. All vacancies for teachers are thrown open to public competition, and it is only after examination that they are confirmed in their appointments by a government order. To every gymnasium are in general attached a rector, a religious teacher, four professors of grammar, and two of humanity, (d' umanità.) To limit the number of those who crowd into the learned professions, it has of late years been prescribed that no pupil shall be received at a gymnasium before his tenth or after his fourteenth year. From this regulation, however, constant exceptions are made, as it has been found that a rigid enforcement would have the effect of excluding the cleverest and most industrious children.

Corporal punishments have every where been abolished. On Sundays all the pupils of a gymnasium attend church. Not more than 80 pupils must be included in the same class. Thursday is always a holiday. On each of the other five days there are only four school hours. The holidays, in addition to those on occasion of the church festivals, last from the 9th of September to the 1st of November.

The regular couse of study in each gymnasium last six years, during which the pupil has to pass through four classes grammar and two of humanity. In the first grammatical class are taught : Italian, the rudiments of Latin, arithmetic, geography, and religion. In the second class, the same course is continued, but Roman antiquity, and the geography and history of the Austrian monarchy, are added. In the third grammatical class, Greek is added ; and in the fourth, Latin

• In 1834. there were in the Venetian part of the kingdom 1,438 schools, with 81,372 pupils, and 1,676 male and female teachers.

prosody. In the first humanity class are taught rhetoric, poetry, algebra, geography, history, and religion ; in the second, the same subjects continue to employ the papil. A pupil who does not intend to study medicine, or to go into the church, may obtain a dispensation from Greek.

In every branch of study, the school-books are prescribed by the higher authorities. Latin and Greek are taught exclusively through the medium of anthologies and selections, in which there are difficult extracts intended for the more advanced pupils.

A new law was promulgated in 1838 on the subject of technical or commercial schools. These are intended to prepare the future trader and mechanic, and are therefore to give a practical direction to their studies, always keeping in view the interests of the Austrian monarchy and those of the Lombardo-Venetian kingdom. The towns in which these schools are established must furnish a suitable building and all the requsite furniture, &c. ; the rest of the charge is defrayed by governinent. Each teacher gives from 4 to 15 lessons weekly, and their salaries vary from 400 to 800 forins. Each school is divided into three classes, into the junior of which a boy may pass from the grammatical first class of a gymnasium. In the first class of a technical school, (the first class always means the lowest,) the pupil is obliged to attend weekly 2 lessons of religion, 3 of Italian grammar, 3 of geography, 4 of mathematics, 3 of zoology, 6 of drawing, 4 of writing, in all 25 lessons, of an hour each ; in addition to these, there are 2 lessons of German, and 2 of French, the attendance on which is optional. In the second class, botany is substituted for zoology. In the third class are given 2 lessons of religion, 3 of Italian style, 7 of natural philosophy, 3 of mineralogy, in all 15 obligatory lessons. In addition to these, there are 5 lessons of chemistry, 5 of commercial science, 5 of book-keeping, and 3 of commercial correspondence. Of these the pupil may choose whether he will attend the lessons of chemistry and one of the other three subjects, or whether be will attend the last three without chemistry.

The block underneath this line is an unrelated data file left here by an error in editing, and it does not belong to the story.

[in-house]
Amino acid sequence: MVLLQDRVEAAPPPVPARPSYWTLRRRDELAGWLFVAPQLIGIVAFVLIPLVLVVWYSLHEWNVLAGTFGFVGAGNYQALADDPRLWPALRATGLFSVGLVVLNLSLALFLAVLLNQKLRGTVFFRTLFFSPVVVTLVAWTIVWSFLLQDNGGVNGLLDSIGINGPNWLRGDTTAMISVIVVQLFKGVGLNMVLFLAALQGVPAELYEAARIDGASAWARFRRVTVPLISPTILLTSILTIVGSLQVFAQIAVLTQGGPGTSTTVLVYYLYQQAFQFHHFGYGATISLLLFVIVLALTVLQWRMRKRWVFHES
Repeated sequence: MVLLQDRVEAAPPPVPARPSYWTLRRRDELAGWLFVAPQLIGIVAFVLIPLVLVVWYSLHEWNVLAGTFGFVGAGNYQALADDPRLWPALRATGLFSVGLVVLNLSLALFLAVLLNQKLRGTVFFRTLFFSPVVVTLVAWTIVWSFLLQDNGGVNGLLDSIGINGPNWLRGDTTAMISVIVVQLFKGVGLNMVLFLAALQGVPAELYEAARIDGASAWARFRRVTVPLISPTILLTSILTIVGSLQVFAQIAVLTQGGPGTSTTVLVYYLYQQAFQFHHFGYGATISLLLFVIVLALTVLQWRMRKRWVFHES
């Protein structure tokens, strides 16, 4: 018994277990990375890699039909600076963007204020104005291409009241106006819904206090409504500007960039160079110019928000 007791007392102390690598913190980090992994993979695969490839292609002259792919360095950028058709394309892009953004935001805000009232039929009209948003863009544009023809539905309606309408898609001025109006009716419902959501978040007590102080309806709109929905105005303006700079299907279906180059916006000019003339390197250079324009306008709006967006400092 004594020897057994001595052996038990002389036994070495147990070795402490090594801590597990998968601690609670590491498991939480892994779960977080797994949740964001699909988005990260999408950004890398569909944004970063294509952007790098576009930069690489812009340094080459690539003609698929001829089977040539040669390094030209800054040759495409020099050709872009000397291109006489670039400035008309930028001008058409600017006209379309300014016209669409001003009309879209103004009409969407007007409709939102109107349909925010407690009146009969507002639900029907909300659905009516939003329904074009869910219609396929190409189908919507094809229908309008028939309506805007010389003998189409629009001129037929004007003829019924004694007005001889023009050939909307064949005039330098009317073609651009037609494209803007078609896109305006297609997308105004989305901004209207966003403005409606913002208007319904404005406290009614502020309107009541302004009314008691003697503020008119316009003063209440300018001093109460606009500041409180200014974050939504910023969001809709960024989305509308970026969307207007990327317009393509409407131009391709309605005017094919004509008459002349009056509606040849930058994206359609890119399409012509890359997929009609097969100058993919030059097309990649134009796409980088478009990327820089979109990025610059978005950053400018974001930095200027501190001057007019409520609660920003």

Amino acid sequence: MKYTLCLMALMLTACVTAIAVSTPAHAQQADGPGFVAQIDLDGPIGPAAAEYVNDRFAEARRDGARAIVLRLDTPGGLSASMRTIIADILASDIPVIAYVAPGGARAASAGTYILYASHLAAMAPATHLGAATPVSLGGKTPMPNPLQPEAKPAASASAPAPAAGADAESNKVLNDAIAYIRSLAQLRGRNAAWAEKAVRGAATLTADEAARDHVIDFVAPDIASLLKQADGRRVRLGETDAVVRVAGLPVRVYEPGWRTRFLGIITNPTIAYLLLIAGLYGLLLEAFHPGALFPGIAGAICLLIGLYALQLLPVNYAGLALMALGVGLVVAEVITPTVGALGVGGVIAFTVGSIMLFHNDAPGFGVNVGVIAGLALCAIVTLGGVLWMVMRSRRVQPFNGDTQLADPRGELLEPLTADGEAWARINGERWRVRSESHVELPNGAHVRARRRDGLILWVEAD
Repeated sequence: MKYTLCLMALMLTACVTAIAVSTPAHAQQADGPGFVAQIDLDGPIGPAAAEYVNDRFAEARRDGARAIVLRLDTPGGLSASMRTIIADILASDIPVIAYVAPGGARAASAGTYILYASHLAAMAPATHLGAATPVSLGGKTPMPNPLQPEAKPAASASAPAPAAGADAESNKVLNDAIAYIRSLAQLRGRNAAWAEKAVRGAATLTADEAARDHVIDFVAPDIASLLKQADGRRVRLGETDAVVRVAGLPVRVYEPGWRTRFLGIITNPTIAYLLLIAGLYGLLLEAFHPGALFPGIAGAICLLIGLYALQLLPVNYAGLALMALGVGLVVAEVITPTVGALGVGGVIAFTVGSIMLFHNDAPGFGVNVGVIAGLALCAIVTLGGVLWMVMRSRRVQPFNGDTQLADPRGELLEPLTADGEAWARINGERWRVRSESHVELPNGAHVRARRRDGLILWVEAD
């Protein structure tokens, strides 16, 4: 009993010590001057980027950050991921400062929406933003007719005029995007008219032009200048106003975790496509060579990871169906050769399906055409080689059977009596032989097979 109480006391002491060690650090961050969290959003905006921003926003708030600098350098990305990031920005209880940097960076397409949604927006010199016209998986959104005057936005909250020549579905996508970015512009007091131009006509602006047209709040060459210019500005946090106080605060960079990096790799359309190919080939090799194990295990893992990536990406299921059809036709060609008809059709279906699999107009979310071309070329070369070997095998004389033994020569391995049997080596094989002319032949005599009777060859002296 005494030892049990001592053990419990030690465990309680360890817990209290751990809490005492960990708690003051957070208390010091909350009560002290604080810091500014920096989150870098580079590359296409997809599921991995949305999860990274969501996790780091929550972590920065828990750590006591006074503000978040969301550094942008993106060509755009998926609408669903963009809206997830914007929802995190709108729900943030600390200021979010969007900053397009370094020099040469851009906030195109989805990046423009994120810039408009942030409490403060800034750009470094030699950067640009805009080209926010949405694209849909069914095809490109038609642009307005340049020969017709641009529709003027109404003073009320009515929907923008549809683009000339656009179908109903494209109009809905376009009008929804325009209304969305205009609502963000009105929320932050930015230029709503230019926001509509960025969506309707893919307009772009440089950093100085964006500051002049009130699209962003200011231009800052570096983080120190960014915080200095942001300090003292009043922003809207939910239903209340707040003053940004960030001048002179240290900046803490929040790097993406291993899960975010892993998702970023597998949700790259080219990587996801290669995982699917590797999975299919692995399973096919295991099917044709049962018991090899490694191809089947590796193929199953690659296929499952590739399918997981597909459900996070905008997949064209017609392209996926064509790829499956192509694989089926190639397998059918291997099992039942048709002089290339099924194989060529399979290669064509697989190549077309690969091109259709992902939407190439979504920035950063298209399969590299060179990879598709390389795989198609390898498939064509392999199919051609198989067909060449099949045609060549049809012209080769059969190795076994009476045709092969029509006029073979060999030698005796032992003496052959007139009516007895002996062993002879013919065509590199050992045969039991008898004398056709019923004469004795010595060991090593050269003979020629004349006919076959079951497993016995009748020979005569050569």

There is also a special school for

Veterinary surgery, with 5 teachers, 41 pupils, and an expenditure of 71,643 lire.

Chemistry, with 3 teachers, 15 pupils, and an expenditure of 6,750 lire.
Midwives, with 3 teachers, 71 pupils, and an expenditure of 24,432 lire.
This last institution is in connection with the lying-in and foundling hospitals.

For future theologians, on leaving the elementary schools, distinct institutions are provided in the episcopal seminaries, of which there is one attached to every see. The largest, at Milan, in 1837, contained 403 pupils; the smallest, at Crema, only 10. In these the teachers are appointed by the bishop, but satisfactory proof of their capacity must be given to the temporal authorities.

Mr. Von Raumer adds the following remarks :

In the first place, the elementary instruction is so simple, and the natural progress so evident, that there appears in this respect, to be no very important difference between the German system and that of Lombardy. The only thing to be wished for is, that the number of good teachers may increase in proportion to the number of pupils. To the credit of the clergy be it said that, in addition to the regular hours of religious instruction, they sometimes take charge of one or two other branches, a course perfectly consistent with the duties of their profession.

Secondlythe limited number of school-hours at the gymnasiums is explained by the work which the children are expected to do at home, and the incompatibility of an Italian temperament with long confinement. The work to be done at home is, however, much less considerable than at a public school in Germany : and the vivacity of the Italian temperament might just as reasonably be adduced as a motive for subjecting to a more strict and continuous discipline. Besides, in other parts of Italy, we shall see that the number of school-hours is greater. On other grounds, therefore, must be decided the question, whether an increase in the number of lessons be desirable or not; and also, whether it would not be better to give two half-holidays in the week, as with us, than to sacrifice one whole day out of six, as is done in Lombardy.

Thirdly—I have to observe that under the word grammar is included not only Latin, but every instruction in the native language. Greek is thrown two much